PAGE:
If 1mM of ATP is added to this solution the open-state probability of the potassium channel decreases to zero. Further evidence is obtained from the cell-attached patch-clamp recording. In the presence of 20mM glucose and 20mM mannoheptulose the channel has an open-state probability of approximately 0.2. This is because mannoheptulose inhibits glycolysis and the production of ATP, thus preventing the blocking of potassium channels.

It is possible that rather than there being two separate mechanisms leading to insulin secretion, the process of glycolysis is linked to the observed increase in intracellular cAMP levels. The main products of glycolysis are ATP and NADH, the latter being quickly broken down to yield the former. The ATP can then be converted by the membrane-bound enzyme adenylate cyclase into cAMP, which in turn could block the potassium channel producing depolarisation.

It is thought that this depolarisation leads to an increase in intracellular calcium concentration, which acts as the final triggering mechanism whereby glucose, or other stimuli, result in the release of insulin from beta cells. If the beta cells are exposed to 13mM of glucose in the extracellular fluid bath, intracellular concentrations are found to rapidly rise from 100nM to 300nM. If the experiment is repeated in the absence of calcium in the superfusate this change is not observed. This tells us that intracellular stores of calcium, for example in the endoplasmic reticulum, have little role to play in the release of insulin. Instead, the transport of calcium from the extracellular fluid is the most important influence on intracellular calcium levels. This transport must be active since the calcium must be moved against its concentration gradient.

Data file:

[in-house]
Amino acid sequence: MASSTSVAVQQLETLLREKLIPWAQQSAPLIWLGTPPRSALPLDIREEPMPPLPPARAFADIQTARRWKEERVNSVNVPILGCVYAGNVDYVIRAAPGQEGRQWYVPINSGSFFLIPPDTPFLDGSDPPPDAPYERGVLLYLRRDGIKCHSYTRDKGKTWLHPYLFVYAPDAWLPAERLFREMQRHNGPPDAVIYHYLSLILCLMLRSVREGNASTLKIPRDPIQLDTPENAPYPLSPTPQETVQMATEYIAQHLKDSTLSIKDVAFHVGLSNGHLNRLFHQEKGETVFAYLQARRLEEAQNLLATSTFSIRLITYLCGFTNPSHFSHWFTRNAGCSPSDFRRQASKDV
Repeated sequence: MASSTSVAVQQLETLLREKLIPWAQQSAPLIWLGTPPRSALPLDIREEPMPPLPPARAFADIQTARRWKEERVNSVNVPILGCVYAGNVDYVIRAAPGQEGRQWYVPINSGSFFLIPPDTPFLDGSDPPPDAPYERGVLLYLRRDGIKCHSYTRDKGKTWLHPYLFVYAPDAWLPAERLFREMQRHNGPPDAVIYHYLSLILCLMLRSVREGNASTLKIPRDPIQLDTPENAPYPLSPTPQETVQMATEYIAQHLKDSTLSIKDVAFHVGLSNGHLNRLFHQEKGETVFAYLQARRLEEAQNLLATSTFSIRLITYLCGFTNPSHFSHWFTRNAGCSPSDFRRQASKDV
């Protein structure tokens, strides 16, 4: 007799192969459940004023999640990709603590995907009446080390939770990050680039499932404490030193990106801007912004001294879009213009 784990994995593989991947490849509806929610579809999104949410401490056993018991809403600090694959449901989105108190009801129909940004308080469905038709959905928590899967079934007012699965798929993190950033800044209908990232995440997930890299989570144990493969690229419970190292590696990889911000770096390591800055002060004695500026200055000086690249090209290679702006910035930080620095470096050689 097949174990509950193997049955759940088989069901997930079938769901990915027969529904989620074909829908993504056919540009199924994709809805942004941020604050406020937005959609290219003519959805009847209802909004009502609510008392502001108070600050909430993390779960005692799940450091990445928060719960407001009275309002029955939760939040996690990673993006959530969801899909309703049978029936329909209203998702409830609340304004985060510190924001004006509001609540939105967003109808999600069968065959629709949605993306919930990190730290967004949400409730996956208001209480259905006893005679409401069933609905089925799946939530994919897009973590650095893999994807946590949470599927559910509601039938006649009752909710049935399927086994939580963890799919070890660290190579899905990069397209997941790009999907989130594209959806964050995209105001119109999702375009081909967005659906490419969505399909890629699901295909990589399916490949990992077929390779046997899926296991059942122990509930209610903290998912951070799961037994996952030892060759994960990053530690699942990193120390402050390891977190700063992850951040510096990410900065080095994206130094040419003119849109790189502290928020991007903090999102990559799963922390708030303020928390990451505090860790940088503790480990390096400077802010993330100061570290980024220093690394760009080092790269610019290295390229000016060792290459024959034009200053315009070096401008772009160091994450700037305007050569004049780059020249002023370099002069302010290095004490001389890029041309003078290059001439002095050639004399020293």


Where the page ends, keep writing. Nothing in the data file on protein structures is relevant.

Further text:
Further evidence for the importance of changes in intracellular calcium concentration comes from studies using ionophores, molecules that act as membrane carriers for ion transport. In the presence of A23187, a specific divalent cation ionophore that transports calcium across biological membranes, addition of calcium to beta cells results in a burst of insulin secretion in the absence of rises in glucose availability or intracellular cAMP concentration. This secretion quickly tails off in a couple of minutes, which probably reflects the fact that all the preformed insulin has been released.

It should also be noted that glucose, in addition to stimulating calcium entry, may, under certain conditions, lead to intracellular sequestration and extrusion of calcium. Therefore, high levels of glucose may paradoxically cause an inhibition of insulin release, which may be a factor in the low beta cell function, noted in persons with poorly controlled type II diabetes. The overall sequence of events leading to glucose-stimulated insulin secretion is summarized below: However, one must remember that this is only a small part of a very complex physiological story. The hormone gastric inhibitory peptide (GIP), amino acids and stimulation by the parasympathetic nervous system are all found to increase insulin secretion, whereas adrenalin, noradrenaline and somatostatin all inhibit it.